Government focused on Irish language laws before end of Stormont mandate

The UK Government is focused on passing Irish language legislation before the end of the current Stormont Assembly mandate, Brandon Lewis has said.

By Jonathan McCambridge
Tuesday, 11th January 2022, 6:24 pm
Press Eye - Belfast - Northern Ireland  - 25th May 2021

Irish Language activists and MLAs from a number of parties gather a the steps of Parliament Buildings at Stormont, east Belfast.  .

Picture by Jonathan Porter/PressEye
Press Eye - Belfast - Northern Ireland - 25th May 2021 Irish Language activists and MLAs from a number of parties gather a the steps of Parliament Buildings at Stormont, east Belfast. . Picture by Jonathan Porter/PressEye

The Northern Ireland Secretary said he had been talking to parties in Northern Ireland about the laws, and that there were some “small details” to be worked through.

The Government pledged to step in last year after the Stormont parties were unable to agree to introduce the legislation in the Northern Ireland Assembly.

Their decision to break a Stormont impasse on the stalled laws, which include legal protections for both Irish and Ulster Scots, was a key factor in the demise of short-lived DUP leader Edwin Poots last summer.

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Mr Lewis had originally indicated that the legislation would be introduced last October.

The Government previously faced calls from the DUP not to press ahead with the legislation while unionist concerns about Brexit’s Northern Ireland Protocol remain unaddressed.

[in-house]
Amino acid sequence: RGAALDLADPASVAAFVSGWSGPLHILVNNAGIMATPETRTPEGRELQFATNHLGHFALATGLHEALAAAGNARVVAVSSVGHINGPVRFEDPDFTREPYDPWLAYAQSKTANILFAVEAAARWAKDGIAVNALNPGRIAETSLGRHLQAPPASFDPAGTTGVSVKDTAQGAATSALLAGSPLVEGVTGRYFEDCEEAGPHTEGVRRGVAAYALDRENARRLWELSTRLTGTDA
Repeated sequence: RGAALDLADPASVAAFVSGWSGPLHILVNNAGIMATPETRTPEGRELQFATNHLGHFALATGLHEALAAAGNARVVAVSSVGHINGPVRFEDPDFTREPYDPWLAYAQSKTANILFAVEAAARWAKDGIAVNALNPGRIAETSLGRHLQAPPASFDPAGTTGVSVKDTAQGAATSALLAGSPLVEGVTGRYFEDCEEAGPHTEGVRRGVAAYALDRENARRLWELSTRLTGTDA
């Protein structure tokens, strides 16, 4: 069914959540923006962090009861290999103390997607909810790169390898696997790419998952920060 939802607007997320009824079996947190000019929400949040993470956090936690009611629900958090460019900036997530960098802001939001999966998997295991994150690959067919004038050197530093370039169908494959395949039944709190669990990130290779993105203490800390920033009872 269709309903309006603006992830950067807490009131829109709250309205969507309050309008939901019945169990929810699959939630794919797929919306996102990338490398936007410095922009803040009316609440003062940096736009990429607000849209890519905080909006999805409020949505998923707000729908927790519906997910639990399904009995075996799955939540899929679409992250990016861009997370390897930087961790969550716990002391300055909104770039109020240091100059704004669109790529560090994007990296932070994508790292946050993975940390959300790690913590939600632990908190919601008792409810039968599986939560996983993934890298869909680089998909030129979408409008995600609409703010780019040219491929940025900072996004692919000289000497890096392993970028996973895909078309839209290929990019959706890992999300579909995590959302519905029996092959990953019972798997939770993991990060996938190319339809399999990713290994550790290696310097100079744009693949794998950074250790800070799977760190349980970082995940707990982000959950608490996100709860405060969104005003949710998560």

During a visit to Kilkeel, Co Down, Mr Lewis was asked what was the timescale on the package of culture laws, which were a key plank of the 2020 New Decade, New Approach deal that restored devolution.

He said: “We have been working through the Irish language legislation at the moment, we have been talking to the parties about it.

“There are a couple of small details we need to work through with the parties, but I am keen to see that go forward.

“I think people who want to learn and understand and celebrate their heritage should have the space to do so, that is what I said last summer I still believe that.”

Mr Lewis added: “As I said at the time if the parties at Stormont were not able to bring that forward, then we will do that as the UK Government.

“I always said we wanted to deliver it within the (Assembly) mandate, that is what NDNA (New Decade, New Approach) is about and that is what our focus is on.”